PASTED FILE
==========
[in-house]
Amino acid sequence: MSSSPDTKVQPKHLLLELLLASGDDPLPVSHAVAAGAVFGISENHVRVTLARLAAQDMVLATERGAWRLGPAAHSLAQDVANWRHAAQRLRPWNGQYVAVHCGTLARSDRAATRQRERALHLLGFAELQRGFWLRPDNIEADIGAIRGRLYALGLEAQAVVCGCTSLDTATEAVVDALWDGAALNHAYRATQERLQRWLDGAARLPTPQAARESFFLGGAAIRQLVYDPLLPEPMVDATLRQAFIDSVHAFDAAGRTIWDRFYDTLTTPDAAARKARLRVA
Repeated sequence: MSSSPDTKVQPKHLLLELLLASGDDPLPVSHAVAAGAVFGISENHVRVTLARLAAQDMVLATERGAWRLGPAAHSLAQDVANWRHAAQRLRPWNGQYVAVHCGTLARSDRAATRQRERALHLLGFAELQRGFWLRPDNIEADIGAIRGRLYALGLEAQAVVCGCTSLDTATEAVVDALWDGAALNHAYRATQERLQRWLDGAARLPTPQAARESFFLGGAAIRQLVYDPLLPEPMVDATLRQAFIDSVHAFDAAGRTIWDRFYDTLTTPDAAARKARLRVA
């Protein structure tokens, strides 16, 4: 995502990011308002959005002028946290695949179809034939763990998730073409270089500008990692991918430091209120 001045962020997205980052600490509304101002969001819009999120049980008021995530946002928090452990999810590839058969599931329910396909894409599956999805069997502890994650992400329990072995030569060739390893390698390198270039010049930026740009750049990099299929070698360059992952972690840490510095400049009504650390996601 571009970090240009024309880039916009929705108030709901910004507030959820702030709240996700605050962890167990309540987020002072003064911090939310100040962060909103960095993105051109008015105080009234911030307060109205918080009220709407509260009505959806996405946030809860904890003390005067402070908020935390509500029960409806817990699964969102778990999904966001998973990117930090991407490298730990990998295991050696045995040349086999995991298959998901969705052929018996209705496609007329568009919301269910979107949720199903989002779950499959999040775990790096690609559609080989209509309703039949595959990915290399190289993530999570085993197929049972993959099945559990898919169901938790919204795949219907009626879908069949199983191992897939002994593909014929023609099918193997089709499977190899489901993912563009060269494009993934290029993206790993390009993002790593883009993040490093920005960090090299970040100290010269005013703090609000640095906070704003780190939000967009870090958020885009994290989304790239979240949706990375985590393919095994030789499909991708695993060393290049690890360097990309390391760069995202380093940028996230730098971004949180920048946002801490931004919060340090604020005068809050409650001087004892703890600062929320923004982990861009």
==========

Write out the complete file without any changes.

[in-house]
Amino acid sequence: MSSSPDTKVQPKHLLLELLLASGDDPLPVSHAVAAGAVFGISENHVRVTLARLAAQDMVLATERGAWRLGPAAHSLAQDVANWRHAAQRLRPWNGQYVAVHCGTLARSDRAATRQRERALHLLGFAELQRGFWLRPDNIEADIGAIRGRLYALGLEAQAVVCGCTSLDTATEAVVDALWDGAALNHAYRATQERLQRWLDGAARLPTPQAARESFFLGGAAIRQLVYDPLLPEPMVDATLRQAFIDSVHAFDAAGRTIWDRFYDTLTTPDAAARKARLRVA
Repeated sequence: MSSSPDTKVQPKHLLLELLLASGDDPLPVSHAVAAGAVFGISENHVRVTLARLAAQDMVLATERGAWRLGPAAHSLAQDVANWRHAAQRLRPWNGQYVAVHCGTLARSDRAATRQRERALHLLGFAELQRGFWLRPDNIEADIGAIRGRLYALGLEAQAVVCGCTSLDTATEAVVDALWDGAALNHAYRATQERLQRWLDGAARLPTPQAARESFFLGGAAIRQLVYDPLLPEPMVDATLRQAFIDSVHAFDAAGRTIWDRFYDTLTTPDAAARKARLRVA
């Protein structure tokens, strides 16, 4: 995502990011308002959005002028946290695949179809034939763990998730073409270089500008990692991918430091209120 001045962020997205980052600490509304101002969001819009999120049980008021995530946002928090452990999810590839058969599931329910396909894409599956999805069997502890994650992400329990072995030569060739390893390698390198270039010049930026740009750049990099299929070698360059992952972690840490510095400049009504650390996601 571009970090240009024309880039916009929705108030709901910004507030959820702030709240996700605050962890167990309540987020002072003064911090939310100040962060909103960095993105051109008015105080009234911030307060109205918080009220709407509260009505959806996405946030809860904890003390005067402070908020935390509500029960409806817990699964969102778990999904966001998973990117930090991407490298730990990998295991050696045995040349086999995991298959998901969705052929018996209705496609007329568009919301269910979107949720199903989002779950499959999040775990790096690609559609080989209509309703039949595959990915290399190289993530999570085993197929049972993959099945559990898919169901938790919204795949219907009626879908069949199983191992897939002994593909014929023609099918193997089709499977190899489901993912563009060269494009993934290029993206790993390009993002790593883009993040490093920005960090090299970040100290010269005013703090609000640095906070704003780190939000967009870090958020885009994290989304790239979240949706990375985590393919095994030789499909991708695993060393290049690890360097990309390391760069995202380093940028996230730098971004949180920048946002801490931004919060340090604020005068809050409650001087004892703890600062929320923004982990861009």